I am a HR Manager trying to deal with a sensitive situation that has arisen with one of our longstanding employees. Her husband has recently passed away and she has asked to take a period of compassionate leave. Our contracts and employee handbook don’t refer to compassionate leave, so I would like to understand what our obligations are as an employer when an employee suffers a bereavement.
Dear Mr Fused
The general position is that there is currently no specific legal entitlement for employees who are in mourning to be granted paid or unpaid compassionate leave.
Time off for dependents
There is legislation in place that gives employees the right to take a reasonable amount of unpaid time off work to take action to deal with particular situations affecting their dependants. The death of a dependant is specifically mentioned as one of the circumstances where this type of leave can be taken.
A “dependant” is defined as a spouse, civil partner, child or parent, or a person who lives in the same household as the employee (excluding tenants, lodgers, boarders and employees). The particular employee in question in your case would therefore be entitled to such leave, because it is her husband who has died. However, there are situations in which employees may ask for time off in relation to somebody who would not be classed as a dependant, for example a grandparent or a close friend. Such requests would not be covered by the legislation.
When considering how much time to allow, the legislation states that this must be a “reasonable” amount of time. This will therefore depend on the particular individual and the specific circumstances. It should be assessed on a case by case basis and discretion can be exercised by employers in this respect. However, there is Employment Appeal Tribunal case law which has made it clear that the right to time off only extends to an employee being able to deal with logistical matters which arise as a result of a death, such as arranging and attending the funeral. The employees’ rights are therefore fairly limited as it is clear that the legislation does not oblige an employer to provide extended compassionate leave.
I note that the employee’s contract does not provide her with any entitlement to compassionate leave, nor does the employee handbook. Therefore in your case, the employee does not have any contractual entitlement to take leave in the current circumstances.
However, many employers do have compassionate leave policies that set out an employee’s entitlements in these circumstances and if that is the case the employer should follow its own policy. Whilst such policies can have the benefit of making the position clearer and making it easier to apply a consistent approach to employees, they also throw up a number of issues. For example, how long should the leave last for? Should it only cover dependants (as defined above) or should it go further than that? Will the leave be paid or unpaid? Clearly bereavement is something which is very personal and so will affect different individuals in different ways, so having a blanket policy may not be of as much assistance as it would first seem.
Of course, whether there is a policy in force or not, an employer can exercise its discretion to grant leave on a case by case basis. However, when exercising such discretion, care should be taken to do so in a reasonable and consistent way, taking into account any previous custom and practice that has been adopted.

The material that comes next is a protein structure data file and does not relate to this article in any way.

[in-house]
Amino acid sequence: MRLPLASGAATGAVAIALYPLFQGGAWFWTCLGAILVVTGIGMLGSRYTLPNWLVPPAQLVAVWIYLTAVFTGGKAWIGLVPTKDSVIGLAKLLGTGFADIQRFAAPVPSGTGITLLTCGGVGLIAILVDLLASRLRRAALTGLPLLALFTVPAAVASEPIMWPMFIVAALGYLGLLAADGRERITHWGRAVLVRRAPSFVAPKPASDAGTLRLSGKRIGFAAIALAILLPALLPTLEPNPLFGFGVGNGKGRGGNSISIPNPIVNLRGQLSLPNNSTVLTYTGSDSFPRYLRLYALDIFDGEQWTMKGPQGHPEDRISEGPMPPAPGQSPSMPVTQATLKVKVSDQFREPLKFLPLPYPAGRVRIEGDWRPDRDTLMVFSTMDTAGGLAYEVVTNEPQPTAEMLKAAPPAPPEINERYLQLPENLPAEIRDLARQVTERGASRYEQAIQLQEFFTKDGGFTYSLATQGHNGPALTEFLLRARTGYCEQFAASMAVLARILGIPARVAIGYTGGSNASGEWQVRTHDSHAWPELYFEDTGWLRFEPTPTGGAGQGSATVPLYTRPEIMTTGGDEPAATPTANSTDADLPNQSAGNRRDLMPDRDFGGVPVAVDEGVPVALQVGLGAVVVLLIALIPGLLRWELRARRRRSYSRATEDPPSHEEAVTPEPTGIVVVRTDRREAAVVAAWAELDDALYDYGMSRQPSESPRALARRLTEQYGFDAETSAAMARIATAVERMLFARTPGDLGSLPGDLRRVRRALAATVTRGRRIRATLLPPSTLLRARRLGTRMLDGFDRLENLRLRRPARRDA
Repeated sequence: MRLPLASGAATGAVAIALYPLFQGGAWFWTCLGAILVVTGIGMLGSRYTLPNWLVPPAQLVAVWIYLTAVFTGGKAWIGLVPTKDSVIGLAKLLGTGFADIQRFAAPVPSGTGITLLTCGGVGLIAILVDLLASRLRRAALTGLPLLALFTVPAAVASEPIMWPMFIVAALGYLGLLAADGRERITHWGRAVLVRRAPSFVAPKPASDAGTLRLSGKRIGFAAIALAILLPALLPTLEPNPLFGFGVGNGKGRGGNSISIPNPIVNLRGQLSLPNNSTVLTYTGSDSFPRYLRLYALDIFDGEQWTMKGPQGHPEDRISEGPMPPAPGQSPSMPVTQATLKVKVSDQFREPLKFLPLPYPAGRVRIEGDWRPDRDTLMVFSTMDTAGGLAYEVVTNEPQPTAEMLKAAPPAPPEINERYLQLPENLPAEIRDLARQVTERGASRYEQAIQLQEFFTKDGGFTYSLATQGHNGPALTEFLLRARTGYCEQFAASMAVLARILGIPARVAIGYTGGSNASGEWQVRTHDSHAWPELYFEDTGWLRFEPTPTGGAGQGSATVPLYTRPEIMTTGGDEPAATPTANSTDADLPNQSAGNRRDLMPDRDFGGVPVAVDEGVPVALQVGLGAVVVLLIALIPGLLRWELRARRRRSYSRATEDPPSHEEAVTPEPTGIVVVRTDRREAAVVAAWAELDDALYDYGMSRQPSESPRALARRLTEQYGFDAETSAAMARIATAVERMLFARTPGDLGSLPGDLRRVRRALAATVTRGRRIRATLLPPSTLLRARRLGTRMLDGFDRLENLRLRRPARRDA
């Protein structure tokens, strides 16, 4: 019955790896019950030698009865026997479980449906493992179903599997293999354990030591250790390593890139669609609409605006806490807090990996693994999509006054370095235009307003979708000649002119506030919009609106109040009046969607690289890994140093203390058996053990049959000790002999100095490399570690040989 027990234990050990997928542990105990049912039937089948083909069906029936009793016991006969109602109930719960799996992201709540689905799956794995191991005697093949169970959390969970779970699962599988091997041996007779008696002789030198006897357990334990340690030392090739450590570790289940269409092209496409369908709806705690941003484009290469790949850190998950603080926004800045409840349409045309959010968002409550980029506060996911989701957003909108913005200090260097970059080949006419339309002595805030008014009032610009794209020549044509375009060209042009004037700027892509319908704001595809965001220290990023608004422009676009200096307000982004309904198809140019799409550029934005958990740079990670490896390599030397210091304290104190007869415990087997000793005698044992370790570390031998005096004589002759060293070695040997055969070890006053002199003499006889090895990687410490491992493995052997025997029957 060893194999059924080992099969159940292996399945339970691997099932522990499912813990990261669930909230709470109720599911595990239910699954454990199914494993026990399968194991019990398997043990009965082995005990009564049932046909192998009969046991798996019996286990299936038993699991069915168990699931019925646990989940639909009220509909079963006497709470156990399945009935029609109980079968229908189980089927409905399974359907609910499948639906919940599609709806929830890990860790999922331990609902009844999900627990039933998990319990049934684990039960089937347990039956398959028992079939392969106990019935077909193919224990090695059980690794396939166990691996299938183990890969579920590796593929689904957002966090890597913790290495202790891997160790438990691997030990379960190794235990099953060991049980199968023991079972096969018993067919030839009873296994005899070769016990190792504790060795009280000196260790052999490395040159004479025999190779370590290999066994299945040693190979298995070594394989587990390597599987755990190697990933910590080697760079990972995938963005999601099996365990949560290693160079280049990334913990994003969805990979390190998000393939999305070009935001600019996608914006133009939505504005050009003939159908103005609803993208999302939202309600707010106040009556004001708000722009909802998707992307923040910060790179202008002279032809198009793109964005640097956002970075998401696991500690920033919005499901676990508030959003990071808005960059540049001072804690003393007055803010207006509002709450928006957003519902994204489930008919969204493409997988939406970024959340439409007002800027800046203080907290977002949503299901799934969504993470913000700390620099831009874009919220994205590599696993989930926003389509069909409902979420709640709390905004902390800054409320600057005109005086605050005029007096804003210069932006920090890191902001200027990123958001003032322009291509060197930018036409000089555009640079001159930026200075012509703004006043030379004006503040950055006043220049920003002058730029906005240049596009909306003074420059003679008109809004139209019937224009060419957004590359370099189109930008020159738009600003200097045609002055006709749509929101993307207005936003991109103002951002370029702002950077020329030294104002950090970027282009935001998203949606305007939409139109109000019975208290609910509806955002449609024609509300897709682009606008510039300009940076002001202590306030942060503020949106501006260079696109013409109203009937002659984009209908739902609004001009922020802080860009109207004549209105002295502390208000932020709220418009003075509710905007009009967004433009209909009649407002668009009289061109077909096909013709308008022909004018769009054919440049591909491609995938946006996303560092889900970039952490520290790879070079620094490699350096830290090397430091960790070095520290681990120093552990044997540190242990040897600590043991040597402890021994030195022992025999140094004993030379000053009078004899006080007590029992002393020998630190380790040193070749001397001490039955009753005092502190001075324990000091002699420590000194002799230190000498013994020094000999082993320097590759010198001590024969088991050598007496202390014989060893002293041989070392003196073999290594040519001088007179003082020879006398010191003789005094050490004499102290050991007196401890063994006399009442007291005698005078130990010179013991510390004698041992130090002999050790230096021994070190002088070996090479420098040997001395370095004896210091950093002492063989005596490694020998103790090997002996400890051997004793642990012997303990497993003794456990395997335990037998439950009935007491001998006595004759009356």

If an employee is particularly badly affected by a bereavement, they may feel that they are not fit to work and obtain a doctor’s note to that effect. For example grief following a death can sometimes lead on to an episode of depression.
In such circumstances the employee would be entitled to take sick leave and to receive statutory sick pay, as a minimum, or any additional Company sick pay that they were entitled to under their employment contract.
Risks of not allowing sufficient compassionate leave
It is in your interests as an employer for employees who come back to work to be properly fit and ready to do so. Forcing a premature return to work, or dealing unsympathetically with an employee on their return to work could lead to an increased risk of that employee developing an illness such as depression and underperforming in their role.
From a practical perspective this is not good for an employer, as such employees will likely be unmotivated whilst at work and also liable to take increased levels of sick leave. There could also be a legal sting in the tail as well, because in a recent Employment Tribunal case, an employer was held to be liable for direct disability discrimination and failure to make reasonable adjustments in relation to the unreasonable actions it took against a recently bereaved employee, after she returned to work and developed depression.
Campaigners have recently been urging the Government to pass laws which give employees the right to paid bereavement leave and a recent survey conducted by the Change Bereavement Leave campaign found that 70% of people believed that there should be a national guaranteed minimum of paid leave for bereavement.
Public opinion is therefore in favour of such a change in the law. However, whether the Government will actually legislate in this area remains to be seen and would seem unlikely given its stance on cutting red tape.
At the current time, the question of whether or not to allow compassionate leave is left at the discretion of the employer, both in terms of how long to allow and whether it should be paid or not, so clearly the size and financial means of the employer will be a key issue in determining how sympathetic they can afford to be.
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